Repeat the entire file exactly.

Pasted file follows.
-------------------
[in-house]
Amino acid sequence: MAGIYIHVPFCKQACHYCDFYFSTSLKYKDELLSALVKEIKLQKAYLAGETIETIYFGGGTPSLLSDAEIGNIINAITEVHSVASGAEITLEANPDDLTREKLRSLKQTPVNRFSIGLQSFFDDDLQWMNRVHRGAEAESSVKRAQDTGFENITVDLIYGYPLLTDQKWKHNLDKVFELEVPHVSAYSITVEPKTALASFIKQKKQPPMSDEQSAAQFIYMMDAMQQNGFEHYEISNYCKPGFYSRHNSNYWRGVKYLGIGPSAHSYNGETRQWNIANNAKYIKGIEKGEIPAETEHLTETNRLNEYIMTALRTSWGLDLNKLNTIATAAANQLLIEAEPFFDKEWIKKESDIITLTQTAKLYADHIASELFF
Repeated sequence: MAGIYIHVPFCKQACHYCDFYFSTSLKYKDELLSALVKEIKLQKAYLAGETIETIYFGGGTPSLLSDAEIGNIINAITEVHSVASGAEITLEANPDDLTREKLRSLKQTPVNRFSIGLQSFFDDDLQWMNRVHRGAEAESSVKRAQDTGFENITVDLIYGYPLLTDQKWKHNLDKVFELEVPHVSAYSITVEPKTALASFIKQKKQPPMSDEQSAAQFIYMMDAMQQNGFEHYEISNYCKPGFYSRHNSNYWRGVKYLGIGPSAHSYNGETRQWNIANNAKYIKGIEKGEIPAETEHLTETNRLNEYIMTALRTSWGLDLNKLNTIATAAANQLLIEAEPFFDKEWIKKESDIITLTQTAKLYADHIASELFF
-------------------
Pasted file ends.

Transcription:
[in-house]
Amino acid sequence: MAGIYIHVPFCKQACHYCDFYFSTSLKYKDELLSALVKEIKLQKAYLAGETIETIYFGGGTPSLLSDAEIGNIINAITEVHSVASGAEITLEANPDDLTREKLRSLKQTPVNRFSIGLQSFFDDDLQWMNRVHRGAEAESSVKRAQDTGFENITVDLIYGYPLLTDQKWKHNLDKVFELEVPHVSAYSITVEPKTALASFIKQKKQPPMSDEQSAAQFIYMMDAMQQNGFEHYEISNYCKPGFYSRHNSNYWRGVKYLGIGPSAHSYNGETRQWNIANNAKYIKGIEKGEIPAETEHLTETNRLNEYIMTALRTSWGLDLNKLNTIATAAANQLLIEAEPFFDKEWIKKESDIITLTQTAKLYADHIASELFF
Repeated sequence: MAGIYIHVPFCKQACHYCDFYFSTSLKYKDELLSALVKEIKLQKAYLAGETIETIYFGGGTPSLLSDAEIGNIINAITEVHSVASGAEITLEANPDDLTREKLRSLKQTPVNRFSIGLQSFFDDDLQWMNRVHRGAEAESSVKRAQDTGFENITVDLIYGYPLLTDQKWKHNLDKVFELEVPHVSAYSITVEPKTALASFIKQKKQPPMSDEQSAAQFIYMMDAMQQNGFEHYEISNYCKPGFYSRHNSNYWRGVKYLGIGPSAHSYNGETRQWNIANNAKYIKGIEKGEIPAETEHLTETNRLNEYIMTALRTSWGLDLNKLNTIATAAANQLLIEAEPFFDKEWIKKESDIITLTQTAKLYADHIASELFF